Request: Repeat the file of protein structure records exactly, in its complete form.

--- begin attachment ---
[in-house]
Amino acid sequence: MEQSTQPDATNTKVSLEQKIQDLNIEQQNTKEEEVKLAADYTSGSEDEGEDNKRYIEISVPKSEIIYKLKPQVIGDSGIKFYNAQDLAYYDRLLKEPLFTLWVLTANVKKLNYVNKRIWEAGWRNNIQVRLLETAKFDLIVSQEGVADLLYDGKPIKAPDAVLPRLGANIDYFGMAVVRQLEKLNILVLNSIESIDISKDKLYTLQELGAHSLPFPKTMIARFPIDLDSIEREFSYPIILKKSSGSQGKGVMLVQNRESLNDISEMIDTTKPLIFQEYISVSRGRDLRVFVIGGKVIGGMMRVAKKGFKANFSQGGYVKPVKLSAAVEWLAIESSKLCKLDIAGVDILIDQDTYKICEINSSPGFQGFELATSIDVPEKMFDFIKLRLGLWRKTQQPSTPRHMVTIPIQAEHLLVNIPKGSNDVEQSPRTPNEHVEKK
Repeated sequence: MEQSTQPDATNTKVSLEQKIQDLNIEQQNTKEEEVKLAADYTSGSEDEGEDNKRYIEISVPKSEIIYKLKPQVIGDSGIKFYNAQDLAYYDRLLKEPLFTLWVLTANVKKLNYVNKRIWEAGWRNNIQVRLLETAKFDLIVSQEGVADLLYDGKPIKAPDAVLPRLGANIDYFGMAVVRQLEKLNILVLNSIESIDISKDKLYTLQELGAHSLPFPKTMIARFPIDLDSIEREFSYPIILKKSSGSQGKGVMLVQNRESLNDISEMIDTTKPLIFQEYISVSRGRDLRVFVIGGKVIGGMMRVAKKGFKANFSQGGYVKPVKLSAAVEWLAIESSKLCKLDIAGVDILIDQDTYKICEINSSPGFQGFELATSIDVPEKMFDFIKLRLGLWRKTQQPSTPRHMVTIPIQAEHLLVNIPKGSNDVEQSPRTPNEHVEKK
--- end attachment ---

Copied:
[in-house]
Amino acid sequence: MEQSTQPDATNTKVSLEQKIQDLNIEQQNTKEEEVKLAADYTSGSEDEGEDNKRYIEISVPKSEIIYKLKPQVIGDSGIKFYNAQDLAYYDRLLKEPLFTLWVLTANVKKLNYVNKRIWEAGWRNNIQVRLLETAKFDLIVSQEGVADLLYDGKPIKAPDAVLPRLGANIDYFGMAVVRQLEKLNILVLNSIESIDISKDKLYTLQELGAHSLPFPKTMIARFPIDLDSIEREFSYPIILKKSSGSQGKGVMLVQNRESLNDISEMIDTTKPLIFQEYISVSRGRDLRVFVIGGKVIGGMMRVAKKGFKANFSQGGYVKPVKLSAAVEWLAIESSKLCKLDIAGVDILIDQDTYKICEINSSPGFQGFELATSIDVPEKMFDFIKLRLGLWRKTQQPSTPRHMVTIPIQAEHLLVNIPKGSNDVEQSPRTPNEHVEKK
Repeated sequence: MEQSTQPDATNTKVSLEQKIQDLNIEQQNTKEEEVKLAADYTSGSEDEGEDNKRYIEISVPKSEIIYKLKPQVIGDSGIKFYNAQDLAYYDRLLKEPLFTLWVLTANVKKLNYVNKRIWEAGWRNNIQVRLLETAKFDLIVSQEGVADLLYDGKPIKAPDAVLPRLGANIDYFGMAVVRQLEKLNILVLNSIESIDISKDKLYTLQELGAHSLPFPKTMIARFPIDLDSIEREFSYPIILKKSSGSQGKGVMLVQNRESLNDISEMIDTTKPLIFQEYISVSRGRDLRVFVIGGKVIGGMMRVAKKGFKANFSQGGYVKPVKLSAAVEWLAIESSKLCKLDIAGVDILIDQDTYKICEINSSPGFQGFELATSIDVPEKMFDFIKLRLGLWRKTQQPSTPRHMVTIPIQAEHLLVNIPKGSNDVEQSPRTPNEHVEKK